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Hey Man, Want to Buy a Picture of My Sister Listing?




I just finished a search for a potential client.

They are looking for a 3 bedroom, 1 bath home that is pet friendly and have a wide geographic scope of where they would live and a fairly high price ceiling for the marketplace.

So, I started in my legacy, local, required MLS service on the space windows computer that I keep at my desk. (Note: I am a Mac user with an iPhone and I don’t do windows.  And yes, I do have Fusion with XP but why slow my Mac down. My MLS is still a server with an active-X link, so only available on an IE browser).

After pulling up 29 properties that fit the criteria, I was astonished to see (or for that matter not see) listings of over 90 days with NO PICTURES.  You think that’s a good one, how about the listing with NO DESCRIPTION.

Now, let me start with my usual skeptical side.  These agents know that they don’t have pictures because they want potential renters to call.  They think that way, they can block out other agents and do a double bubble!

My nice side would say that they forgot or their camera is broken or the seller won’t let them take pictures.  Yea right!  I don’t think my nice side wins this argument!

The MLS in the Southeastern Pennsylvania, Southern new Jersey, Northern Delaware ( does not have a rule that makes a picture within 24-48 a necessity.

I think getting that changed would be harder than passing ObamaCare through an all-Tea party Republican Congress.

But, it must.  It’s all about being on a level playing field. This is just a business trick (to quote a current commercial) and if we real estate agents really want to get our public image out of the gutter, we have to petition our MLS (and yours if they do the same) to get this as a rule.

Yes, there are 20,000 other things that need to get done, but this can be a good start.

Above is the transcript to the video below. Enjoy:

Realty Reality! That describes Fred, a sharp witted and outspoken realist for the mortgage and real estate world who has appeared on CNBC and NPR's Marketplace along with being quoted in the New York Times, The Wall Street Journal and other media outlets. Fred is the CEO of U S Spaces, Inc/Arrivva (a real estate brokerage firm in PA, NJ, DE and CA) and U S Loans Mortgage Inc (mortgage brokerage in PA, CA, FL and VA), and serves on the Board of Directors and is the Federal Legislative Director for the UpFront Mortgage Brokers. Fred is also the co-creator of real estate startup, a mathematically driven rental search engine. See everything Fred at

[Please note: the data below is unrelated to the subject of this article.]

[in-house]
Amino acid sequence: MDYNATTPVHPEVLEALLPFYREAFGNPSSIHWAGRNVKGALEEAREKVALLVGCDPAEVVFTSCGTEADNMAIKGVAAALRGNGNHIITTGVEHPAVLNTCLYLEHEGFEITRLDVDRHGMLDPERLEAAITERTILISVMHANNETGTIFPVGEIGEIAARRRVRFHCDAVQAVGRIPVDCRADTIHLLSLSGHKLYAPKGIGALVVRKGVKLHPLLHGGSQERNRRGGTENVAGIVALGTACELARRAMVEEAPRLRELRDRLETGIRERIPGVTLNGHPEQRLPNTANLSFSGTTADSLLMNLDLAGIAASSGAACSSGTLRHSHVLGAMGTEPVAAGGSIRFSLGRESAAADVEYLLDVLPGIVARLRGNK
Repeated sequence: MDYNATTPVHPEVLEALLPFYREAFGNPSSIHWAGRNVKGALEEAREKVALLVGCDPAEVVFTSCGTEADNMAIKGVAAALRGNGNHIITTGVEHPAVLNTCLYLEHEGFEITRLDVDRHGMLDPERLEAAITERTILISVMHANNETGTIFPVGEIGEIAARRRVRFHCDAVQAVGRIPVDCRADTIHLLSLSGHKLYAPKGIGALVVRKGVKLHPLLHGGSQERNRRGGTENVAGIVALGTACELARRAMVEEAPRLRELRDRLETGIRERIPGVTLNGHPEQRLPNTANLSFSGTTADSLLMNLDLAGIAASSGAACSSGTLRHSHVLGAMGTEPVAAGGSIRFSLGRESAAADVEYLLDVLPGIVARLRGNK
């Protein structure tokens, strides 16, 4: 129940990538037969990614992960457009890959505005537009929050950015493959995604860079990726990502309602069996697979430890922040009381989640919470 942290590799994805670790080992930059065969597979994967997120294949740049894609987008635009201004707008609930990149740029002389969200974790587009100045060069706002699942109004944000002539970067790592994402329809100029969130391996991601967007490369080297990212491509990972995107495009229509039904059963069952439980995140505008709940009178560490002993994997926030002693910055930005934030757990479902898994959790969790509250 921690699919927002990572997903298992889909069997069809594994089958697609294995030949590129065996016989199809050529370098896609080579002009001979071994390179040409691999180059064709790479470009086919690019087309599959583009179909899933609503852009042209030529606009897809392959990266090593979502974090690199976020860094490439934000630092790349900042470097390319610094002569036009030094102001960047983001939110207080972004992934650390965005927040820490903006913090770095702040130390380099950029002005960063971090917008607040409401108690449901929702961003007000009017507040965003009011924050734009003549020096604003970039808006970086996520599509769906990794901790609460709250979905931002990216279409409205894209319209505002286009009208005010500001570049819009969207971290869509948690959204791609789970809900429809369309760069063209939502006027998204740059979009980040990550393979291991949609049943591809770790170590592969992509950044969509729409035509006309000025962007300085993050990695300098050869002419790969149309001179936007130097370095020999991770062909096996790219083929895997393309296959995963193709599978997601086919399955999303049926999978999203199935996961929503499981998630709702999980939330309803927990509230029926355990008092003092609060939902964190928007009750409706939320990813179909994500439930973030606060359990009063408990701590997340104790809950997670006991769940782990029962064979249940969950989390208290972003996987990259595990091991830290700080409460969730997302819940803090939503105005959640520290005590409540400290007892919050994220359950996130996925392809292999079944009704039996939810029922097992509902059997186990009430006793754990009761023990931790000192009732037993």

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  1. Benn Rosales

    February 3, 2010 at 5:17 pm

    lol dude, you had me at space windows!

  2. Craig Frooninckx

    February 3, 2010 at 5:31 pm

    Hey Fred, we were able to pass a rule at ARMLS that there must exist at least one exterior picture of the home within 72 hours. It’s a start, next time I will go for a requirement of at least 5 interior photos. Good luck.

  3. Matt Wilkins

    February 3, 2010 at 6:40 pm


    I too am in favor orf requiring interior photos in all MLS listings. However, I know there is going to be opposition from both sellers who don’t want the inside of thei home on public display 24/7 (and others just too embarrassed to show of their home) and RE professionals who still feel that a home will sell itsself without the need (and extra work involved) in taking/upoading photos both exterior and interior.

  4. Aaron Charlton

    February 3, 2010 at 8:07 pm

    We have a huge lack of photos and description, too. It’s mainly caused by a glut of bank-owned properties on the market. It seems like you don’t really have to do a good job of marketing foreclosures because they just sort of sell themselves.

  5. John Badalamenti, Prudential Fox & Roach

    February 3, 2010 at 8:10 pm

    My personal favorite is pics with snow on the lawn – and its now July…makes we want to put on my ski boots, yippie!

  6. Ross Therrien, Prudential Verani

    February 3, 2010 at 9:15 pm

    The Northern New England Real Estate Network-www.nnern,com, regulates our mls and we are required to submit at least 1 photo within 48hours, or else we can be fined. We’re allowed 24 photos to really highlight the properties “best” features. Best is often in the eye of the beholder though! Then you have the listings with 6 pictures of the front of the house, perhaps one of the backyard–focusing in on the 20′ drop off the nowhere……..and yes snow pictures in July, we need reminder of that magical time of year. When I don’t see interior photos my imagination fills in the blanks and it often isn’t pretty. Works for bank properties though, expect the worst and be surprised. A lack of description just reflects the lack of interest the listing agent has in marketing the property.
    Thanks for letting me vent on an issue thats been an itch for years. Happy Selling.

  7. MIssy Caulk

    February 3, 2010 at 9:49 pm

    I think getting that changed would be harder than passing ObamaCare through an all-Tea party Republican Congress.

    I needed a good laugh…thanks.

    Who is on the MLS Committee? Well not who but that is a good place to start in getting involved to see the rule change. Our MLS committee brings up new rules and then they go the board to get ratified.

  8. Ken Montville

    February 3, 2010 at 10:04 pm